Punk Rock

ON THIS DATE IN CITY GARDENS HISTORY: August 28th, 1988 - GWAR/Murphy's Law/Mentors

ON THIS DATE IN CITY GARDENS HISTORY: August 28th, 1988 - GWAR/Murphy's Law/Mentors

“Anyone who has a problem with GWAR realizes pretty quickly it’s like getting angry about The Simpsons.”

ON THIS DATE IN CITY GARDENS HISTORY: August 17, 1985 - Randy Pisses Off The Replacements

The Replacements    at City Gardens. Photo by    Liz Sheehy

The Replacements at City Gardens. Photo by Liz Sheehy

The Replacements/The Rettmans – August 17, 1985

Joe Z. (City Gardens soundman): Randy had this band The Rettmans, and they opened the show. I was in charge of watching the dressing room, so nobody went up the stairs and bothered The Replacements. Before The Rettmans played, Randy said, “We’re going to do something interesting tonight: we’re going to play nothing but Replacements songs.” I thought, well, that’s going to be interesting. The Rettmans go up and play a Replacements song… and then another one. [Replacements frontman] Paul Westerberg comes down from the dressing room, walking real slow, scratching his head, looking at me. He peeked around the stairs and saw them playing, then goes back up. The Rettmans play a few more Replacements songs and then Paul comes down again, but now he’s all pissed off. He said to me, “What are those guys doing?” I said, “I don’t know; they’re playing Replacements songs.” He looked at me and said, “What the fuck am I supposed to play?!”

Randy Now    drumming for    The Rettmans

Randy Now drumming for The Rettmans

Ken Hinchey (City Gardens regular): Bob [Stinson, Replacements guitarist] was onstage wearing a housecoat, and when he bent over you could see everything hanging and dangling.

Randy Now: He used to wear a diaper a lot too, although he never did that at City Gardens. When they played down south, they would wear make-up, just to piss people off.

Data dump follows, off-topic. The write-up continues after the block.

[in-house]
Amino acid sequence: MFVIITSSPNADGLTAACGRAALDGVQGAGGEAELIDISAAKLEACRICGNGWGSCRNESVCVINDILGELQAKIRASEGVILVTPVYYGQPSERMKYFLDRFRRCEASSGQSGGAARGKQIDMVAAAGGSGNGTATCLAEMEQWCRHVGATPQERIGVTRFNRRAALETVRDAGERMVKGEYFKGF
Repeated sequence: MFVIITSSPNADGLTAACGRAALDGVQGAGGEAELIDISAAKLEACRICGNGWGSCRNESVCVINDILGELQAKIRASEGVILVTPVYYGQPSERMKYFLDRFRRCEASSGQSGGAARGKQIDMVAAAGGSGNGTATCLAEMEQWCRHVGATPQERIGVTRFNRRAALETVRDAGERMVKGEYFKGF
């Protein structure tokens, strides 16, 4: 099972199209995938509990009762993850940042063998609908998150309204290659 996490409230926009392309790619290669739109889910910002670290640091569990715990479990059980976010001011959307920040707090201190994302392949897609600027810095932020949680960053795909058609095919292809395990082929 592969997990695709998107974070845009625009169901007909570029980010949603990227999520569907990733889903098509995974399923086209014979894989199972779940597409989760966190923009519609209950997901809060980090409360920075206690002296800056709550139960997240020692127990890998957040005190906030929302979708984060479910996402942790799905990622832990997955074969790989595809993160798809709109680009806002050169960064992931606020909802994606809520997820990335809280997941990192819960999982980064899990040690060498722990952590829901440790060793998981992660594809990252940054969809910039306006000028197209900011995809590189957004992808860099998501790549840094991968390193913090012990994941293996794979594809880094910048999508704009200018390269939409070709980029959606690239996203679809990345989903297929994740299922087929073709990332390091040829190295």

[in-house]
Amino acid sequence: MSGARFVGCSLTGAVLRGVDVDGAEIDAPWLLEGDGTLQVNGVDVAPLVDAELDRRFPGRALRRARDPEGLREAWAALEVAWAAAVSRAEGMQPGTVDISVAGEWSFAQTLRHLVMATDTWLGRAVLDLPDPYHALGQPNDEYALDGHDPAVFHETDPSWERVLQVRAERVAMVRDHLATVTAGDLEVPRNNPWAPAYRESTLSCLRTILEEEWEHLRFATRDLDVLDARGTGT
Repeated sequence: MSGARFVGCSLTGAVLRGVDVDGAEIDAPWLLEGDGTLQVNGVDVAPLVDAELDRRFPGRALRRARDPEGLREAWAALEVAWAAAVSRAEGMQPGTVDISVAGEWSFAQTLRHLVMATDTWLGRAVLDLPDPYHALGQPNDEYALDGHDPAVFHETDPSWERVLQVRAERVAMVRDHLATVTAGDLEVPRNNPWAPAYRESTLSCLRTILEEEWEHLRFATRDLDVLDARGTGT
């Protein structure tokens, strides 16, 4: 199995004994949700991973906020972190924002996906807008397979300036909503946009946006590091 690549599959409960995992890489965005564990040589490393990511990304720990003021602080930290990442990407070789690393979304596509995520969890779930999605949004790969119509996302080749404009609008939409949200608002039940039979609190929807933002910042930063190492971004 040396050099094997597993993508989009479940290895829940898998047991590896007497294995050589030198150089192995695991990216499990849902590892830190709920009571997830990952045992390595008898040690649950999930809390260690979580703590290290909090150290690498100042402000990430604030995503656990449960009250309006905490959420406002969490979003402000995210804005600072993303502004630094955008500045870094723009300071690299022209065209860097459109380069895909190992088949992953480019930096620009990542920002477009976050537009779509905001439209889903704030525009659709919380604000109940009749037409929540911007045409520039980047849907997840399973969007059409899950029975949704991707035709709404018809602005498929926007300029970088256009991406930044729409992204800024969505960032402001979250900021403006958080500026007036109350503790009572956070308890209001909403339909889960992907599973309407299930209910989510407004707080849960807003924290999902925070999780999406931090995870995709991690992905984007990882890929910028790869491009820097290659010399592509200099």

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Ken Hinchey: During the “drunk shows,” they would take requests, and everyone would yell out songs. Paul Westerberg would yell out, “Give me a band that starts with a k!” Someone would yell, “The Knack!” and they’d play “My Sharona.” Most people yelled for Replacements songs or classic rock, but one time I yelled out “Ghostbusters!” Paul looked over at me and chuckled.

Did You Ever Hear About the Time Madonna Almost Came to City Gardens?

Did You Ever Hear About the Time Madonna Almost Came to City Gardens?

Matt Freeman walks in, sits down, and says, “Kind of crazy, right?” and I say, “Yeah.” And then, after a moment, I say, “Was that Madonna I just blew off?” and he said, “Yeah.” I said, “That was pretty fucking cool.” And Matt said, “It was really cool, actually.”

ON THIS DATE IN CITY GARDENS HISTORY: August 6 1989 Bad Brains/Leeway AKA The Hottest Show EVER

Bad Brains    at City Gardens. Photo by    Ken Salerno

Bad Brains at City Gardens. Photo by Ken Salerno

Bad Brains/Leeway – August 6th, 1989

Rob Vitale (Black Train Jack): Leeway had played CBGB and the next show was at City Gardens. [Leeway’s] Eddie came out with this sign that said, “Trenton or Bust.” And then the Bad Brains come on and out comes [Bad Brains frontman] HR with the same sign: Trenton or Bust.

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Steven DiLodovico (author): Hottest show ever. EVER. To this day people still talk about how goddamn hot that show was.

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Jamie Davis (City Gardens regular): Bad Brains only played about five songs because the power kept going out. It was so hot in there that the power would blow out. Leeway was amazing. The best part about Leeway was that the bouncers were all outside and everyone realized it, and everyone was stagediving like crazy through the whole Leeway set. There were so many people outside trying to get in, so that’s where all the bouncers were. Everyone was going nuts. Leeway blew them away, anyway. The Bad Brains came on late, played, like, two songs, said it was too hot, and stopped.